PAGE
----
Obama and Big Labor

For indispensable reporting on the coronavirus crisis, the election, and more, subscribe to the Mother Jones Daily newsletter.

James Pethokoukis listens to Barack Obama’s two recent speeches to labor audiences and wonders if he’s decided to throw Big Labor off the bus:

Both speeches were fiery, pro-union stem winders. Yet the president barely mentioned the top item on Big Labor’s 2009 political agenda, the Employee Free Choice Act….But the card check bill has struggled mightily on Capitol Hill and could clearly use a boost from the White House. Still, the president didn’t speak its name in Lordstown and devoted just a single sentence in Pittsburgh. Is that any way to treat the folks who poured tens of millions of dollars into Democratic campaigns last year?

I don’t know why Obama decided not to mention EFCA, but I’ll bet it was more tactical than anything else.  Keeping a low profile might just be the better strategy right now.  Arlen Specter, for example, now says that he’s a full-throated backer of EFCA, and he thinks other Democratic fence-sitters might be too.  Mark Kleiman comments:

The legislation no longer has “card check” (automatic unionization once 50% of the workers have signed a pro-union petition) but it has two other provisions that, between them, do almost the same thing:  snap elections and real enforcement of NLRB rules against union-busting. 

And it has the provision that’s  more important than any of that:  binding arbitration on a first contract if the two sides can’t agree.   Right now, companies can just refuse to make a deal, wait six months, and then run a de-certification election (using the same dirty tricks they use in the initial elections) with the argument that “This useless union you guys voted for can’t even get you a union contract.” 

If Specter is right — and telling the truth — about Nelson and Lincoln, this year might see the passage of the most important piece of pro-labor legislation since the Wagner Act.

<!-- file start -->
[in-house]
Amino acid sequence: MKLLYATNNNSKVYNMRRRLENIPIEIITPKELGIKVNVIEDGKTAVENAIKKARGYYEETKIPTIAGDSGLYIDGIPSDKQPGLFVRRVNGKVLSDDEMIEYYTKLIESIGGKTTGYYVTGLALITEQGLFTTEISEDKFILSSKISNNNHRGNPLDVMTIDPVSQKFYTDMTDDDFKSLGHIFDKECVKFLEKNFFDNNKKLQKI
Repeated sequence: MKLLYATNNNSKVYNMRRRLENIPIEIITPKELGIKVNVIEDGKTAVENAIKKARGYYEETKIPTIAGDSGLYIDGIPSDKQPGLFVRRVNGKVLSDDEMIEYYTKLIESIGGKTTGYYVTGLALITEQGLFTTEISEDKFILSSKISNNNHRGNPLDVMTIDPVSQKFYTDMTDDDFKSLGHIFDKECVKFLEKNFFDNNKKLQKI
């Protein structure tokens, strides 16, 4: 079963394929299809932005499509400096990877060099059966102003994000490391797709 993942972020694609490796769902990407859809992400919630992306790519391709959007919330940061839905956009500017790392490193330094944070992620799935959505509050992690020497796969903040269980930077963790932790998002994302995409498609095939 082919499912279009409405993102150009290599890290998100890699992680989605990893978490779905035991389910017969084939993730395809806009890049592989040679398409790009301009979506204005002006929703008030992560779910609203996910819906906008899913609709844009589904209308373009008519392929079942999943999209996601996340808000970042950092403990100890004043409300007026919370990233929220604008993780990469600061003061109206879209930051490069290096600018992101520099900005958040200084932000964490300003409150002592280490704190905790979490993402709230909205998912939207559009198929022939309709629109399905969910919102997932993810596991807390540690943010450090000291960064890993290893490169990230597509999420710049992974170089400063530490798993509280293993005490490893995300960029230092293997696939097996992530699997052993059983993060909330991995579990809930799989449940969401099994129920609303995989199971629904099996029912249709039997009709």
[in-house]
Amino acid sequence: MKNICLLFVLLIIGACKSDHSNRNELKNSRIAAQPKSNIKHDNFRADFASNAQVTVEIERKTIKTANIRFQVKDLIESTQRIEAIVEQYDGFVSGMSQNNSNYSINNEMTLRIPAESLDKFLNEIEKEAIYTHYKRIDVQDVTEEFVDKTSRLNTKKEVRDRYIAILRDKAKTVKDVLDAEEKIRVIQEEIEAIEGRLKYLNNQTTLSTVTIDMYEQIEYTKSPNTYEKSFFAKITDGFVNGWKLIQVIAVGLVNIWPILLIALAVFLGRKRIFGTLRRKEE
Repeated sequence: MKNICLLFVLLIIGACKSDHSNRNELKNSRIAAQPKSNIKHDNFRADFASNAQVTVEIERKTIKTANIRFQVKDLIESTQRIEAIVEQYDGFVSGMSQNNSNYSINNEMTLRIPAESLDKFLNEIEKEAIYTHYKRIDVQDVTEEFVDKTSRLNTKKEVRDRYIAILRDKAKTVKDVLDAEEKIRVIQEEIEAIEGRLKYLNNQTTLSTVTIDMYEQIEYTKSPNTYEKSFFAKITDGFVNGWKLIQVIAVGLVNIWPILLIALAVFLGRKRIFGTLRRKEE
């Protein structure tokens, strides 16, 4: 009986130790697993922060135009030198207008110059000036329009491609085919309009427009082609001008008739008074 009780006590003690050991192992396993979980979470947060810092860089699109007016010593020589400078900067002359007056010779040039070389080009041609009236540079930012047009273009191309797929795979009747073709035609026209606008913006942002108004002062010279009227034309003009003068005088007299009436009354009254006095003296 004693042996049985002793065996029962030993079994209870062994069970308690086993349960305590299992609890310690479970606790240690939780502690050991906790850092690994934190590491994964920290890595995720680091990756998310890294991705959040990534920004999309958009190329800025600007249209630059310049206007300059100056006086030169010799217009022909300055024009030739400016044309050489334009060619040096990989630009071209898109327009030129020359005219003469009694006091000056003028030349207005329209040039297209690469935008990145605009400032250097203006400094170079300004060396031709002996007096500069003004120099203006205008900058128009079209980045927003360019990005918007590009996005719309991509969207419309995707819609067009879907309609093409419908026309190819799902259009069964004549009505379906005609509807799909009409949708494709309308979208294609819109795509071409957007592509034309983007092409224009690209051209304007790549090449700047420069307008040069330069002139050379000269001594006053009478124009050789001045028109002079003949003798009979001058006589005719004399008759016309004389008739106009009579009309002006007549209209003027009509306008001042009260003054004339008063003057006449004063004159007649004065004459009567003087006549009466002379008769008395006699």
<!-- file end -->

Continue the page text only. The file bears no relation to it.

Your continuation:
I’m not sure Obama needed to talk about EFCA.  He had just slapped labor-pleasing tariffs on Chinese tires, his stimulus bill has created thousands of unions jobs, and he’s nominated three labor-friendly choices to fill vacancies on the NLRB.  Everyone listening to him knew that.  He can afford to keep EFCA under the radar for the time being.

SIX TRUTHS

Reclaiming power from those who abuse it often starts with telling the truth. And in "This Is How Authoritarians Get Defeated," MoJo's Monika Bauerlein unpacks six truths to remember during the homestretch of an election where democracy, truth, and decency are on the line.

Truth #1: The chaos is the point.

Truth #2: Team Reality is bigger than it seems.

Truth #3: Facebook owns this.

Truth #4: When we go to work, we're in the fight.

Truth #5: It's about minority rule.

Truth #6: The only thing that can save us is…us.

Please take a moment to see how all these truths add up, because what happens in the weeks and months ahead will reverberate for at least a generation and we better be prepared.

And if you think journalism like Mother Jones'—that calls it like it is, that will never acquiesce to power, that looks where others don't—can help guide us through this historic, high-stakes moment, and you're able to right now, please help us reach our $350,000 goal by October 31 with a donation today. It's all hands on deck for democracy.

payment methods

SIX TRUTHS

Reclaiming power from those who abuse it often starts with telling the truth. And in "This Is How Authoritarians Get Defeated," MoJo's Monika Bauerlein unpacks six truths to remember during the homestretch of an election where democracy, truth, and decency are on the line.

Truth #1: The chaos is the point.

Truth #2: Team Reality is bigger than it seems.

Truth #3: Facebook owns this.

Truth #4: When we go to work, we're in the fight.

Truth #5: It's about minority rule.

Truth #6: The only thing that can save us is…us.

Please take a moment to see how all these truths add up, because what happens in the weeks and months ahead will reverberate for at least a generation and we better be prepared.

And if you think journalism like Mother Jones'—that calls it like it is, that will never acquiesce to power, that looks where others don't—can help guide us through this historic, high-stakes moment, and you're able to right now, please help us reach our $350,000 goal by October 31 with a donation today. It's all hands on deck for democracy.

payment methods

We Recommend

Latest

Sign up for our free newsletter

Subscribe to the Mother Jones Daily to have our top stories delivered directly to your inbox.

Get our award-winning magazine

Save big on a full year of investigations, ideas, and insights.

Subscribe

Support our journalism

Help Mother Jones' reporters dig deep with a tax-deductible donation.

Donate